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ADAM Functions in Early Development of Xenopus Tropicalis

Xu, Guofeng
Thesis/Dissertation; Online
Xu, Guofeng
Keller, Raymond
Desimone, Douglas W
Lu, Xiaowei
White, Judith
Gumbiner, Barry
The ADAM family of transmembrane metalloproteinases has important functions in fertilization, development and disease. Previous studies suggest that ADAM10, a proteolytically active ADAM, plays essential roles in the development of primary neurons in both Drosophila and mouse. However, morpholino knockdown of ADAM10 in Xenopus failed to yield obvious defects in primary neurogenesis. In an attempt to investigate this apparent inconsistency, I identified a novel ADAM protein in Xenopus tropicalis (X. tropicalis) that is closely related to ADAM10. Homologues of this ADAM (which we named ADAM10-like) are present in several other vertebrate species, including some non-placental mammals. Morpholino knockdown ofADAM10-like caused early developmental delays in neurogenesis, as well as a bent-tail phenotype at later stages. Double knockdown ofADAM10 and ADAM10-like resulted in more severe defects in tail morphology but no obvious defects in neurogenesis other than a delay in timing. These results indicate that ADAM10-like has multiple functions during development, some of which are redundant with ADAM10. Note: Abstract extracted from PDF file via OCR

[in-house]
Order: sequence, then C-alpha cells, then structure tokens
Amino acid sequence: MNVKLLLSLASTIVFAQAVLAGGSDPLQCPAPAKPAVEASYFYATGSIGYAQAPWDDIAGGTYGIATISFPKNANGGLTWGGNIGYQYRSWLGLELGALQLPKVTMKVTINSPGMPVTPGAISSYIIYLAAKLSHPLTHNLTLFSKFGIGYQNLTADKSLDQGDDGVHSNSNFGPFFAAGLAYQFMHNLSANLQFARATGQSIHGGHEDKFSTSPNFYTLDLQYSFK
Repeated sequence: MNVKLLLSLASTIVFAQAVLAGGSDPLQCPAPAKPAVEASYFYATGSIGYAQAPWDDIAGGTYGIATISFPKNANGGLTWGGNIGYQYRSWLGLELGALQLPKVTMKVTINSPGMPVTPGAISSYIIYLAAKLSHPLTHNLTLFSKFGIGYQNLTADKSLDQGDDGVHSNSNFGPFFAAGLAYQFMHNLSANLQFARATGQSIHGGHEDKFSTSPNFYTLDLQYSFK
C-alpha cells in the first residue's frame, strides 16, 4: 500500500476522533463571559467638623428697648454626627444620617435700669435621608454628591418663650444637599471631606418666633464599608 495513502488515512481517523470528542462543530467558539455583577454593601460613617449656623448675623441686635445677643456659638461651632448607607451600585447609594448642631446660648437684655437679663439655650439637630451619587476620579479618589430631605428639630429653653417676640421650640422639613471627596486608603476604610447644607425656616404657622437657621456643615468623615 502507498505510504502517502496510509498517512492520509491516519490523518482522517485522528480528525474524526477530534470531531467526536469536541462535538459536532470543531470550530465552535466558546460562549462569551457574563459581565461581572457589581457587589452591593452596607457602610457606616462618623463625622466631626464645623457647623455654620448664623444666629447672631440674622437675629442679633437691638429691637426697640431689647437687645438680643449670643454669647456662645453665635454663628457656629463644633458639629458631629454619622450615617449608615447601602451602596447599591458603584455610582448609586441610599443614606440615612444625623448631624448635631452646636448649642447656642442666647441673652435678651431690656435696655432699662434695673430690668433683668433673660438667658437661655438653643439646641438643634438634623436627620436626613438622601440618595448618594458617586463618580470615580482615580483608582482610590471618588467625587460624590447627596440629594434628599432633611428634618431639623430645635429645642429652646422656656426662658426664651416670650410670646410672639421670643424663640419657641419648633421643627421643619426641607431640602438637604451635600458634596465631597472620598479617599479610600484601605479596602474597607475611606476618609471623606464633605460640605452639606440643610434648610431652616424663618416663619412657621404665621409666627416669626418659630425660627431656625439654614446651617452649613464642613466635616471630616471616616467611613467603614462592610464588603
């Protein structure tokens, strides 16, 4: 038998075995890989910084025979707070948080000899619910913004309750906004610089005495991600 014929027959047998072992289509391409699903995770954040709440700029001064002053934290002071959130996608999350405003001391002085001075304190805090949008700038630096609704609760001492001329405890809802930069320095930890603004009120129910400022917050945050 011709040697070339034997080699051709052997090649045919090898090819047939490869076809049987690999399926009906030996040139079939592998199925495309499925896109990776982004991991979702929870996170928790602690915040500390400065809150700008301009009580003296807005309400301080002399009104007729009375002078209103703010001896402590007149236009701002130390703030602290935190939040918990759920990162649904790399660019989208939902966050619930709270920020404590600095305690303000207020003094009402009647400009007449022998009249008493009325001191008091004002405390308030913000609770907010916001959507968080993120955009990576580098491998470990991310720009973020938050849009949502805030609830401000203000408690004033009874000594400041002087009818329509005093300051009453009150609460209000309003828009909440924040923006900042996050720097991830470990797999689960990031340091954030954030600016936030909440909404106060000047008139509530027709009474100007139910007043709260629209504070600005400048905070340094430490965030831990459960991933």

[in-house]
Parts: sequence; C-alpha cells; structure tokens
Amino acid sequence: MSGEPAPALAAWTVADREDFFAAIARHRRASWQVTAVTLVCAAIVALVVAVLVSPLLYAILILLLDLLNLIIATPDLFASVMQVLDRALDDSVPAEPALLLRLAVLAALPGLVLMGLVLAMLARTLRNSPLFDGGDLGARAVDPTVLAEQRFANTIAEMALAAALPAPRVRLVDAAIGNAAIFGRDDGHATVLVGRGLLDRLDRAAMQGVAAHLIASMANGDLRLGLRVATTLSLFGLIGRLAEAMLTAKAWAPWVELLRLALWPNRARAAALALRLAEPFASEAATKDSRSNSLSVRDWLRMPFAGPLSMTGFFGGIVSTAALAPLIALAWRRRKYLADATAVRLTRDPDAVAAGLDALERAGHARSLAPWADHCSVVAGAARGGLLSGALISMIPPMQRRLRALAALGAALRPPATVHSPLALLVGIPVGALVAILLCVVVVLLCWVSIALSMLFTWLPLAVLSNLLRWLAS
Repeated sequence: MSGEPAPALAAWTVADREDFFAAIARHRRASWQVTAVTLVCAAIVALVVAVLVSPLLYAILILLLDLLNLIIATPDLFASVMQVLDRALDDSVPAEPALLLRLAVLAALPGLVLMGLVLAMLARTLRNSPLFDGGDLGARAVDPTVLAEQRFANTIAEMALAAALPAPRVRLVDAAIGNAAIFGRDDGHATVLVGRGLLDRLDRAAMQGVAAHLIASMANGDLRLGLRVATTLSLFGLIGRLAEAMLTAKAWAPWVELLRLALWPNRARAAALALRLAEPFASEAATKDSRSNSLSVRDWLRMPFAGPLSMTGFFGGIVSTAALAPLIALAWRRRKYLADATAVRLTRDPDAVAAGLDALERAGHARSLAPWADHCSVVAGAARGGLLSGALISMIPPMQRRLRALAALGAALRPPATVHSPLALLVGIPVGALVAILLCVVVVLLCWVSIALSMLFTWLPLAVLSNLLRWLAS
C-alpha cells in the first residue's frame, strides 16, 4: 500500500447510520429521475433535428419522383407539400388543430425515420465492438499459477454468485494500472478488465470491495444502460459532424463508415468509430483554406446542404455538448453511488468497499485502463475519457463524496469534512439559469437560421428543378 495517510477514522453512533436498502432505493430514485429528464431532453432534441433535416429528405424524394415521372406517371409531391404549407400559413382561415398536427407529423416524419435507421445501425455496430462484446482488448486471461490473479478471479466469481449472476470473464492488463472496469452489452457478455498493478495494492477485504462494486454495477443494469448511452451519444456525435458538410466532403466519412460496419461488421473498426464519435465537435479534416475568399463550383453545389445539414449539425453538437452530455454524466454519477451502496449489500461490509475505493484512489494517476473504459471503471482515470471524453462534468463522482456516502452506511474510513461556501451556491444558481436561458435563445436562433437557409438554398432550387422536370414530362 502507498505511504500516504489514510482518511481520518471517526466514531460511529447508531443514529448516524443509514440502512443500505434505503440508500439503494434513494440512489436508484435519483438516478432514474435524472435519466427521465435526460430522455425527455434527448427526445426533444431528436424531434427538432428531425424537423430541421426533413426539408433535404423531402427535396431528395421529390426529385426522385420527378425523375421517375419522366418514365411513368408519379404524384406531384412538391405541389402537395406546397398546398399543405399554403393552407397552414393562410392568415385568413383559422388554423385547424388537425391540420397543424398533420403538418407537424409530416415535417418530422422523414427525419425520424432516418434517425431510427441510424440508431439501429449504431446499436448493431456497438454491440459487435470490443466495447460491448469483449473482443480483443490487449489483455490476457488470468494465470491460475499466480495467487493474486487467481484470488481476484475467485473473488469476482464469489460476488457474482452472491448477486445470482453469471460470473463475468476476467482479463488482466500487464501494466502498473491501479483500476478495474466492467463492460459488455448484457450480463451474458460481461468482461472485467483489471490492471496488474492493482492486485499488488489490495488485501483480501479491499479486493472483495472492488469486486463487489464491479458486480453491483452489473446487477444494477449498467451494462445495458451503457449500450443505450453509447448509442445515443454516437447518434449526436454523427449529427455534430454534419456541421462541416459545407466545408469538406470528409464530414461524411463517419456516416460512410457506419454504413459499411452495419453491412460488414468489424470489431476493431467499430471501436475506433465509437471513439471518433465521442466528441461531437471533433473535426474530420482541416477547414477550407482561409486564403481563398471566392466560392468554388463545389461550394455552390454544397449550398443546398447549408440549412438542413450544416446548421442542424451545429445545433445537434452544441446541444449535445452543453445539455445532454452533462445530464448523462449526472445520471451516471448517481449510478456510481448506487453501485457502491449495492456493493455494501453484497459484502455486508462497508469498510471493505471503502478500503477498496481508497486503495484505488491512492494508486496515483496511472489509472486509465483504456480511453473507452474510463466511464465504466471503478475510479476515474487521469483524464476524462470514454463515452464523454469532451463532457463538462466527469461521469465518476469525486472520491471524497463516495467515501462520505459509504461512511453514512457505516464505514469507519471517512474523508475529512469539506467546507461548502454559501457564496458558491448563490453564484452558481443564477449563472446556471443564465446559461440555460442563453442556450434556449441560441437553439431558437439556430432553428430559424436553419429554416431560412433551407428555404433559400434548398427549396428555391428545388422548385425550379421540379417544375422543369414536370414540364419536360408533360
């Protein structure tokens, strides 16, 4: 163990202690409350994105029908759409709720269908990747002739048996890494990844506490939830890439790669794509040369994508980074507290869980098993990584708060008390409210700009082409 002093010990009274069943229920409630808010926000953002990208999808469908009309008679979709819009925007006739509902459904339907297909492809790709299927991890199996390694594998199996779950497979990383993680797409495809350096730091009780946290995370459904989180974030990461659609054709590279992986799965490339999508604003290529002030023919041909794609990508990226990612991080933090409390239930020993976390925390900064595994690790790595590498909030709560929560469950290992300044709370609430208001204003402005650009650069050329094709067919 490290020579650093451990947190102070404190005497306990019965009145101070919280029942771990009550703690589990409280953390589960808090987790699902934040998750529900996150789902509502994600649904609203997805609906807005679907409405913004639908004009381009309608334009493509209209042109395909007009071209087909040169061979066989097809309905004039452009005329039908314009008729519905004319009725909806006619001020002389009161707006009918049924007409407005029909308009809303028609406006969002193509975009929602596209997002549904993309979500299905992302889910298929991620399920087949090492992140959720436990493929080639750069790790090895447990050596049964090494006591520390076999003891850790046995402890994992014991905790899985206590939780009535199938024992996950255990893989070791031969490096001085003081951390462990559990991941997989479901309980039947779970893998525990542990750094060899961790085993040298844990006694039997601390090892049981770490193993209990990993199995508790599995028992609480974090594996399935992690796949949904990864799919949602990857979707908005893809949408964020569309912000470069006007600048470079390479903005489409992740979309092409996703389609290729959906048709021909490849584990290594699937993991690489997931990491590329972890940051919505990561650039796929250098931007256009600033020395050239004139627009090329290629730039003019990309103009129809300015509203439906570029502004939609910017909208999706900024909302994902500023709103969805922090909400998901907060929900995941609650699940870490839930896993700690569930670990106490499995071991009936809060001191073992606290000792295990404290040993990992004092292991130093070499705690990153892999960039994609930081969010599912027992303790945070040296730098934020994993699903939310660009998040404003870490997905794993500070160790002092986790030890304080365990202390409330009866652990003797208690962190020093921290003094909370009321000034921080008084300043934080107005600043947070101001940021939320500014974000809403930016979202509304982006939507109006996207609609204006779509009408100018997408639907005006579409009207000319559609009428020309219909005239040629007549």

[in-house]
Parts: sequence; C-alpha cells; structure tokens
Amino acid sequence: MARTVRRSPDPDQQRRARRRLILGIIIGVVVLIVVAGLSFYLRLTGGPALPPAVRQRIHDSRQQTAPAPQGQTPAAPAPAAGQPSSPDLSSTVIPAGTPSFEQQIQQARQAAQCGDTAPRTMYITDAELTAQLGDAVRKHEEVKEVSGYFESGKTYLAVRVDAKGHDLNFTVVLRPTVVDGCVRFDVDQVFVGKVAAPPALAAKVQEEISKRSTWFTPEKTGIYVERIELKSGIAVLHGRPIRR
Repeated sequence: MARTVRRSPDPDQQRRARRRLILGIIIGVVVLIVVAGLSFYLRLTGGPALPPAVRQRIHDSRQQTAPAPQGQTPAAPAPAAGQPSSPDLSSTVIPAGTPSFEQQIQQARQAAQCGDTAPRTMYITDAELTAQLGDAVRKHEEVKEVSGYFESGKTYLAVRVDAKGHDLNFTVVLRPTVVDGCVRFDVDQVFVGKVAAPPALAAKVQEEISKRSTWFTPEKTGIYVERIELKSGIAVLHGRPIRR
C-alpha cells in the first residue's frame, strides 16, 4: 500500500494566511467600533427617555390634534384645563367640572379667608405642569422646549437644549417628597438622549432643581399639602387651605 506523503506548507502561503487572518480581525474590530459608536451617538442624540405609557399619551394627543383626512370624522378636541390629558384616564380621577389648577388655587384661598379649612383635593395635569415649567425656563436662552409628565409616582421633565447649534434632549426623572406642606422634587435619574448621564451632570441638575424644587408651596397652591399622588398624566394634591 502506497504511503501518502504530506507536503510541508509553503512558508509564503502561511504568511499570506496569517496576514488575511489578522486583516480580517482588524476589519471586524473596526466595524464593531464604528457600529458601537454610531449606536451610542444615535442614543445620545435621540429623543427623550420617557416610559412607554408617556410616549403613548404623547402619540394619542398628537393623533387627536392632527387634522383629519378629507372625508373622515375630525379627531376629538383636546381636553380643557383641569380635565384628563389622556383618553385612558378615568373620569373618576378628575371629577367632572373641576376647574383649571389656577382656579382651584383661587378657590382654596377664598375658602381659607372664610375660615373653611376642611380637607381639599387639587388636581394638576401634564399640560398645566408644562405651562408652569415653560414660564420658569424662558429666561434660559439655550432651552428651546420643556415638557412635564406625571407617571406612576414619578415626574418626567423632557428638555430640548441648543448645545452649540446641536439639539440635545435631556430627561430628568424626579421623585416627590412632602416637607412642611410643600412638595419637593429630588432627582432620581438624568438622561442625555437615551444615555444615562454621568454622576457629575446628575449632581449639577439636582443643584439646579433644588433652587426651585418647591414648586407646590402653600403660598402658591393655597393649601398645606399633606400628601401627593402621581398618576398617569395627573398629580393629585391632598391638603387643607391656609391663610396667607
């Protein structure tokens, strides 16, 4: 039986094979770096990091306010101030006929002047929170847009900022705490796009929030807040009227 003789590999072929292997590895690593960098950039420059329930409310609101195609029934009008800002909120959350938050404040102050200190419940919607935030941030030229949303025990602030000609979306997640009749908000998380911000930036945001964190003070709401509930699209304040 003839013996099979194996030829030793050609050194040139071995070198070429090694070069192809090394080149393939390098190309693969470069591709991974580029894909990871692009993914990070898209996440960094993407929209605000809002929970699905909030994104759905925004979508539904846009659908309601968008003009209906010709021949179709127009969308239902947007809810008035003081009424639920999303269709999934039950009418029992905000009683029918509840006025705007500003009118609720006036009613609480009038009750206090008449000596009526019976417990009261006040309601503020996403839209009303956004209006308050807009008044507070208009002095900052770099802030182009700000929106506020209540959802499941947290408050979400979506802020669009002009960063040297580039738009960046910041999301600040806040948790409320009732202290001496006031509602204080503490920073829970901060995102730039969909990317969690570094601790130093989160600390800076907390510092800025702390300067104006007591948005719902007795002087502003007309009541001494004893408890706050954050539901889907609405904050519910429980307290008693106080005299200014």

University of Virginia, Department of Cell Biology, PHD (Doctor of Philosophy), 2012
Published Date
PHD (Doctor of Philosophy)
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